In British Columbia, a host of climate-related weather events have shown to affect land management practices and wetland stability. However, it is not too late to mitigate these effects.
The government of British Columbia has published a Strategic Climate Risk Assessment outlining the impact climate change will have on natural resources.
One main impact of climate change on land, as described by the report, will be a reduction in water and soil quality. Moderate to severe flooding is expected to occur due to increased precipitation and increased snowmelt. The resulting erosion and transportation of debris from flooding will impact water and soil quality, affecting a number of unique, fragile ecosystems in ways that could take years to recover. Contaminants from agricultural, industrial, or waste sites are among the pollutants that will wash over into sensitive ecosystems. Shifting rainfall patterns can also increase the risk of landslides, which erode debris into rivers and streams. Glacier mass loss will affect wetlands that depend on a steady
streamflow from glacier-fed systems. Finally, saltwater intrusion affects soil and plant fertility, as well as streams and rivers surrounding lands where saltwater intrusion has taken place. It will impact agricultural productivity as well as biodiversity in salt-sensitive ecosystems.
Another issue concerns water temperature. Water shortages due to drought and heat stress will increase temperatures to levels not conducive to riparian ecosystems and fish health. Shallow waters, the result of water shortages, are especially vulnerable to temperature increases, impacting the reproductive abilities of aquatic species and the availability of freshwater habitat for cold-water species. Salmon, a keystone species in the Lower Mainland, are among those that are particularly temperature-sensitive to the effects of climate change.
One main course of action that is already underway to mitigate the impact climate change has on soil and water quality is proper riverbank management, which falls under the broader effort of wetland management. Using nature-based solutions to ensure the integrity of riverbanks, for example, environmental non-profits and governmental groups alike are planting native species that establish a diverse, complex root system to hold a riverbank together. Rivershed BC is one such non-profit that LEPS is working with as they spearhead initiatives to create a “robust” ecosystem along the Salmon River through a variety of efforts aimed at preventing erosion and improving water quality.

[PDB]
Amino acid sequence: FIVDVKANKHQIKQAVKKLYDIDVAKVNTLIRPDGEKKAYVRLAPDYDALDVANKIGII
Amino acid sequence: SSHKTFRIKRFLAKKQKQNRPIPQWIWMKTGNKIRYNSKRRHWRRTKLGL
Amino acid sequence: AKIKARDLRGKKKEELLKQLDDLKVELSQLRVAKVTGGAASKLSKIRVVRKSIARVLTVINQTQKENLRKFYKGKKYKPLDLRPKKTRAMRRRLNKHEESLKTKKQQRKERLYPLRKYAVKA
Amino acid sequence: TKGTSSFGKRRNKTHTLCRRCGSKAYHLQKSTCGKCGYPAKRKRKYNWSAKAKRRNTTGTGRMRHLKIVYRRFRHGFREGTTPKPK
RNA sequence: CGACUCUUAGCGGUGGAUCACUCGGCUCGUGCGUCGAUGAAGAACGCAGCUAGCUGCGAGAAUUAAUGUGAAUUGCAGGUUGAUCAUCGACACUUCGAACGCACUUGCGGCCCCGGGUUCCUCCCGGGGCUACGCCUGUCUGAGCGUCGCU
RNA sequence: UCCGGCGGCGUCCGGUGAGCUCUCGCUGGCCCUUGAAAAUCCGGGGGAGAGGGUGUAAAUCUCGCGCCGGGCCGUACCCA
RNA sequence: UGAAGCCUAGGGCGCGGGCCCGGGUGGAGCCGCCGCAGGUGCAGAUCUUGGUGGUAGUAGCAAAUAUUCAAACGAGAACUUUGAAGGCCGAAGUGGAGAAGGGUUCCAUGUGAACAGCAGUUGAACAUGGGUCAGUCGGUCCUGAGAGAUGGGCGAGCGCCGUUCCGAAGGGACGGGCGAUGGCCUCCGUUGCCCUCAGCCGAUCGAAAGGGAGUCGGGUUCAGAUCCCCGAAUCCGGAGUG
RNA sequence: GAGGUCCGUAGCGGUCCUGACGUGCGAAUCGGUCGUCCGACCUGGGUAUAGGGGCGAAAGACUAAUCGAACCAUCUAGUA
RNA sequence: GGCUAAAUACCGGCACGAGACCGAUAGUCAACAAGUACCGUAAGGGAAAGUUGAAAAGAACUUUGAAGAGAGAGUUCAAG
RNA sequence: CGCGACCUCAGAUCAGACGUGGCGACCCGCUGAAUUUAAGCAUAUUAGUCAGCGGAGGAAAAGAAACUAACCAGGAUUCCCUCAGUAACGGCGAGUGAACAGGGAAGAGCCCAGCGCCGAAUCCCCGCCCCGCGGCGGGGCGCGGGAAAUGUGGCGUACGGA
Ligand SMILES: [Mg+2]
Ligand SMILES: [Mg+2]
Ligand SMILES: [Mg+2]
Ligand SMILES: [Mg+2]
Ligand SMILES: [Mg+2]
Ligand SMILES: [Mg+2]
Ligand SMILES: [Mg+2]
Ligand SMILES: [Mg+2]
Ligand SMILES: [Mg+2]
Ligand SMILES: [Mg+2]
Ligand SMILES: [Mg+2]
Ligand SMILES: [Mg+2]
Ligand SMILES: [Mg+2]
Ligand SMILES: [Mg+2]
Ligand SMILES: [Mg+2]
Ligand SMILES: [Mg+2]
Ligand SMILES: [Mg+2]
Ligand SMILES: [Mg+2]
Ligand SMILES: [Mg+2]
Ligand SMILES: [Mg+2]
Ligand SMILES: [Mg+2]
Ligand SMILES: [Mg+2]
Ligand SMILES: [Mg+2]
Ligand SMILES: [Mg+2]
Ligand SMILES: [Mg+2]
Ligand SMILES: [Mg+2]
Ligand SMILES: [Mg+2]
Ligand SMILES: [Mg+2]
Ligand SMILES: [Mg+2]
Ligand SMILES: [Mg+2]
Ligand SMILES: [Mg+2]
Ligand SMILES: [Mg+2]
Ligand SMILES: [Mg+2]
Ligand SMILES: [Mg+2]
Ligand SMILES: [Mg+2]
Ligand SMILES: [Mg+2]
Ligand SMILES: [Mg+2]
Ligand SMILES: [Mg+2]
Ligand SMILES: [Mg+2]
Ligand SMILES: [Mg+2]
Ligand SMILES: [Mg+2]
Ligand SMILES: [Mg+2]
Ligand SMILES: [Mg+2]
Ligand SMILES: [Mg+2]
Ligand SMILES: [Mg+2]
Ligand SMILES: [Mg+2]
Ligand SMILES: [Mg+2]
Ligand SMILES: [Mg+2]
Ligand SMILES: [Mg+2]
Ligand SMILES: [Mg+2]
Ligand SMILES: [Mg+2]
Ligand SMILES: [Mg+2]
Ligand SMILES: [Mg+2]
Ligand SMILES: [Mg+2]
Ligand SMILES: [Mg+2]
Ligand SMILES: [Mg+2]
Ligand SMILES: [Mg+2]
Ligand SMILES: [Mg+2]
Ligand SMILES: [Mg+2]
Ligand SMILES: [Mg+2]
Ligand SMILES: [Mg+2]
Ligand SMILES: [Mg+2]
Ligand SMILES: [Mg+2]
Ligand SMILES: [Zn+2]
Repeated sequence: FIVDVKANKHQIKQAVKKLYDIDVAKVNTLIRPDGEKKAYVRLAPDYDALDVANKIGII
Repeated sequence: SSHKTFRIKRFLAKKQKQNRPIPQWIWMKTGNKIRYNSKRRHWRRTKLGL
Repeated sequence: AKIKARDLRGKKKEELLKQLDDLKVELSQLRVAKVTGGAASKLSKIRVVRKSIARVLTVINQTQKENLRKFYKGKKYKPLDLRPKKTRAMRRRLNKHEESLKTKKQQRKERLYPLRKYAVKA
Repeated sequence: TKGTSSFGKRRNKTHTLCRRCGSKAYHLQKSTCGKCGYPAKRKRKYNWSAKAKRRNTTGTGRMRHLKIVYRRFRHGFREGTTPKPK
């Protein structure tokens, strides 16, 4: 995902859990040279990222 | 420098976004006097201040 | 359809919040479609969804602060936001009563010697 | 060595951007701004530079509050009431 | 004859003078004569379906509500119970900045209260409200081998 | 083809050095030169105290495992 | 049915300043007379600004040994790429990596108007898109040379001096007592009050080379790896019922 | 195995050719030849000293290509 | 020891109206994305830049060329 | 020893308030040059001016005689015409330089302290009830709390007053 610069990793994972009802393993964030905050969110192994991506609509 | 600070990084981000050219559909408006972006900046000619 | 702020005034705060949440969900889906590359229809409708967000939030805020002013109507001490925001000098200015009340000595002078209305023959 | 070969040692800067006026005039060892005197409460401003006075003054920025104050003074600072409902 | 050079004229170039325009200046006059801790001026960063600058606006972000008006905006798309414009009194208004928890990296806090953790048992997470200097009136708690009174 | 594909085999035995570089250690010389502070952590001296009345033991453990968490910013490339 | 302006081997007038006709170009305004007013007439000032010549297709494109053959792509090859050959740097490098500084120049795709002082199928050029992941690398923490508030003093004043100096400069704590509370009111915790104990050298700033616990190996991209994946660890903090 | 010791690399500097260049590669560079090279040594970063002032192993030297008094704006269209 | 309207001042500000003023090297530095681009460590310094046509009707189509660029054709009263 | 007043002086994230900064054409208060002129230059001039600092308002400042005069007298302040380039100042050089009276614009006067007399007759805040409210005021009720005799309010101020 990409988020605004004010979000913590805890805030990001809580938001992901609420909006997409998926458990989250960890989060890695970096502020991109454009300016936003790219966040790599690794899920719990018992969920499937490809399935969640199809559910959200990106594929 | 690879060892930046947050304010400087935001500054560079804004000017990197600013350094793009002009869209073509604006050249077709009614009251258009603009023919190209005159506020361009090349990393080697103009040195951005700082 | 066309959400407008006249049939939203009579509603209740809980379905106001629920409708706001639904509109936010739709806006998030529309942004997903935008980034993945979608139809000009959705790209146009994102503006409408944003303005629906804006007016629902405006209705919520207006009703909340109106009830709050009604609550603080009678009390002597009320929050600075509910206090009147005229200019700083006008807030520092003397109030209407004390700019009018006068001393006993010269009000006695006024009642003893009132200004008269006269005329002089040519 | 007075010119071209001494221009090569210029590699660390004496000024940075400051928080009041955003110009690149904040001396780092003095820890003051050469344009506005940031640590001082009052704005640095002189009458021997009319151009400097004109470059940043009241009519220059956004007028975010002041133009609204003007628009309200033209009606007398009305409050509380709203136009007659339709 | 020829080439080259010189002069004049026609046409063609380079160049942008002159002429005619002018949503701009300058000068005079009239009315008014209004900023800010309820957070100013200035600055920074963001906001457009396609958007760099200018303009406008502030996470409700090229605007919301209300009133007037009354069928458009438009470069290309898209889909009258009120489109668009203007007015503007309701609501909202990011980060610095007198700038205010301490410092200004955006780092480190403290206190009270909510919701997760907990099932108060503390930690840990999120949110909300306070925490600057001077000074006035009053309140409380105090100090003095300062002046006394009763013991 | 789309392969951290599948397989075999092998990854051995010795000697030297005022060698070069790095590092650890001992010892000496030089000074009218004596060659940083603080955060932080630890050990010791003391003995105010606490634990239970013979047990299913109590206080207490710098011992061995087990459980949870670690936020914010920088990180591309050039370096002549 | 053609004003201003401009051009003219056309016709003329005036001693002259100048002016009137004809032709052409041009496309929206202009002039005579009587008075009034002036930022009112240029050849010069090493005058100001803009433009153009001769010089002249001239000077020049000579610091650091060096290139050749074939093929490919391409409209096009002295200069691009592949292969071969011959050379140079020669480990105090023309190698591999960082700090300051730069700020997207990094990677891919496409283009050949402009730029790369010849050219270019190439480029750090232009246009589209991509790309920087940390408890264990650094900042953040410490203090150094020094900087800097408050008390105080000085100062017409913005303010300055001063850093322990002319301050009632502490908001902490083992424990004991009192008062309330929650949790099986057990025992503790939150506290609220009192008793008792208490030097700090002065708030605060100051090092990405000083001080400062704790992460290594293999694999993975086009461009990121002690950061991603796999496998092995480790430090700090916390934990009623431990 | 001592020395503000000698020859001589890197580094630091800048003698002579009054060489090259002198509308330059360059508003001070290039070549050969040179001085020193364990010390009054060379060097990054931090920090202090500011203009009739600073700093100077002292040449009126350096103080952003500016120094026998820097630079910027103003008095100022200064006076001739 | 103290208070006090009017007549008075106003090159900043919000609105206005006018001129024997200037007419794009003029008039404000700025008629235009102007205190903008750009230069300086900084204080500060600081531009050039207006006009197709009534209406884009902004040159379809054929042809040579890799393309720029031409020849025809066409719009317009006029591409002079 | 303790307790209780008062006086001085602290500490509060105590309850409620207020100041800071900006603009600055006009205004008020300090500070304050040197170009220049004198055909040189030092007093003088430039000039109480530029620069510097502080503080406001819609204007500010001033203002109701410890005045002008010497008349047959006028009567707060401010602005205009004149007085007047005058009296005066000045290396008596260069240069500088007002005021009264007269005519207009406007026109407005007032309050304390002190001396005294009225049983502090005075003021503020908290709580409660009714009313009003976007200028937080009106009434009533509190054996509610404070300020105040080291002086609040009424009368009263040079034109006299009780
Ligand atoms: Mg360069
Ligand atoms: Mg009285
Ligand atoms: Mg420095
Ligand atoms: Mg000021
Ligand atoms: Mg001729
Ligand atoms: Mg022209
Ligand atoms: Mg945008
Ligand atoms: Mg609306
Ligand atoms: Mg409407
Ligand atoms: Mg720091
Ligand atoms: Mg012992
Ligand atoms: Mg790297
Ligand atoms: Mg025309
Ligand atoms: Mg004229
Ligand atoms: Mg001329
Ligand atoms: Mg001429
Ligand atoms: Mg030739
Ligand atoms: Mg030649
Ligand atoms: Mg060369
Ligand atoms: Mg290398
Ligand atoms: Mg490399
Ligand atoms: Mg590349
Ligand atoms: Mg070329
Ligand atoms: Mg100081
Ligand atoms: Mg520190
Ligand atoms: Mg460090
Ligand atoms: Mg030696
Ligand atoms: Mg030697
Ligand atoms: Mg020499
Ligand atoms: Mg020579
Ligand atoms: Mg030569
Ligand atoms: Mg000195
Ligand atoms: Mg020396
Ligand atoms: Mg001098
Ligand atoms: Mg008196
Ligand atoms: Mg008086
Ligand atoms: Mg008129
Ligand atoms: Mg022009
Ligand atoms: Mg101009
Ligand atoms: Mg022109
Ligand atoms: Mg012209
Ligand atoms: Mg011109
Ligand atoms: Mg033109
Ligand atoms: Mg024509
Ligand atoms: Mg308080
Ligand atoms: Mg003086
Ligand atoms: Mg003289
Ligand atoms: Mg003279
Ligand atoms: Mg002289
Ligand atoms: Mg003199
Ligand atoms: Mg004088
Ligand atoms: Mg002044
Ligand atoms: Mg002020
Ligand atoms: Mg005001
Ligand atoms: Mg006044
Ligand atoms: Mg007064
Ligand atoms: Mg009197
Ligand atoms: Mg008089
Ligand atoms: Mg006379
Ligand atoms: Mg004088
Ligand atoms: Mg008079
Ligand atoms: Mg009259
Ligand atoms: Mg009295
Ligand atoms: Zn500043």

Habitat restoration, or the rebuilding of streams and habitats degraded by human activities, is one specific way to ensure land and water ecosystems are stable amidst the threat of a changing climate. Habitat restoration includes streamside planting, instream projects, and livestock exclusion, all of which are activities LEPS participates in. Reinforcing riparian native plant communities by planting native species in streamside areas reduces the risk of water contamination, provides shade to overheated water, and stabilizes banks. Instream projects focus on removing barriers to fish access, creating stream “complexing” features, and constructing livestock crossings. Livestock exclusion covers initiatives that create a barrier between livestock and sensitive riparian areas, including fencing, caging and building bridges.
By Britney Birkenstock
Healthy Watersheds Initiative: https://healthywatersheds.ca/
BC Government climate preparedness and adaptation: https://www2.gov.bc.ca/gov/content/environment/climate-change/adaptation
Climate Projections for Metro Vancouver: http://www.metrovancouver.org/services/air-quality/AirQualityPublications/ClimateProjectionsForMetroVancouver.pdf
Ways wetlands are crucial to climate change adaptation: https://gca.org/5-ways-wetlands-are-crucial-to-climate-change-adaptation/#:~:text=Wetlands%20capture%20CO%E2%82%82%20from%20the,as%20all%20the%20world’s%20forests.